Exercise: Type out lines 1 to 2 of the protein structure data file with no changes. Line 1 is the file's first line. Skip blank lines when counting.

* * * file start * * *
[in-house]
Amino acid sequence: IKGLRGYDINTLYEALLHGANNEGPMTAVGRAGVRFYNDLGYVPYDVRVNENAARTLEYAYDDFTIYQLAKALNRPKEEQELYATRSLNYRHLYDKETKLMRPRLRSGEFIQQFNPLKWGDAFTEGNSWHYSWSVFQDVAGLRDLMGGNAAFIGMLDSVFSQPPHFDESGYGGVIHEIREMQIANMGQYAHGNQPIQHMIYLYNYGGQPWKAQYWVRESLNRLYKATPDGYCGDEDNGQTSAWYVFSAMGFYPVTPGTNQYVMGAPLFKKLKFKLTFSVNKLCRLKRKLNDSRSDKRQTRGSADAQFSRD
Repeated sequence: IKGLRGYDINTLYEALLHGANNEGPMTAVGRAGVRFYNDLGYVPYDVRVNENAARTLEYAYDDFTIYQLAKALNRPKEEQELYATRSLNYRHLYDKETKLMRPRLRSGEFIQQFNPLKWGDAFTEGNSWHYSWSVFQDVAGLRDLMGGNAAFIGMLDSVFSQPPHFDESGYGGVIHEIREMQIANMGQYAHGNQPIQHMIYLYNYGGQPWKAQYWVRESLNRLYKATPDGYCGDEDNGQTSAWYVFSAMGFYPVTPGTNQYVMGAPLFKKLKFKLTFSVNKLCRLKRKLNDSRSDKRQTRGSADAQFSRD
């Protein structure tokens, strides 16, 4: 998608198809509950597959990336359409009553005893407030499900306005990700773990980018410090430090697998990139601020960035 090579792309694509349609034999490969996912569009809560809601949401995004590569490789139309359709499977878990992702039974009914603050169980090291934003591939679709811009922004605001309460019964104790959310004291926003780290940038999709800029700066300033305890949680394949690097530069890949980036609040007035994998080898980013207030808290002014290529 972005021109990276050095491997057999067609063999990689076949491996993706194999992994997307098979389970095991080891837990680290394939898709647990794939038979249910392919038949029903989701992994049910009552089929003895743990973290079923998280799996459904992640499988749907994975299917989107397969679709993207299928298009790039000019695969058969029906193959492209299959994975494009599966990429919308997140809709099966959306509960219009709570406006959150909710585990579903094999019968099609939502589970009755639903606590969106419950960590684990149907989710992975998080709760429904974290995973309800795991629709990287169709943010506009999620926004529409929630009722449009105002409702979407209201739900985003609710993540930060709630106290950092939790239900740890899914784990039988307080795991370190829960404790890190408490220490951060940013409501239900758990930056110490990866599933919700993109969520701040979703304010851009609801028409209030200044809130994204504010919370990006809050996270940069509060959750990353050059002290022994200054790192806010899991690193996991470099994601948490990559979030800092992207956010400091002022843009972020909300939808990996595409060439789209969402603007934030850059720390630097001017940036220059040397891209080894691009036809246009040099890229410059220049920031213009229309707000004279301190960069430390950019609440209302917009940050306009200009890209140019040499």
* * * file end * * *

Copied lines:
[in-house]
Amino acid sequence: IKGLRGYDINTLYEALLHGANNEGPMTAVGRAGVRFYNDLGYVPYDVRVNENAARTLEYAYDDFTIYQLAKALNRPKEEQELYATRSLNYRHLYDKETKLMRPRLRSGEFIQQFNPLKWGDAFTEGNSWHYSWSVFQDVAGLRDLMGGNAAFIGMLDSVFSQPPHFDESGYGGVIHEIREMQIANMGQYAHGNQPIQHMIYLYNYGGQPWKAQYWVRESLNRLYKATPDGYCGDEDNGQTSAWYVFSAMGFYPVTPGTNQYVMGAPLFKKLKFKLTFSVNKLCRLKRKLNDSRSDKRQTRGSADAQFSRD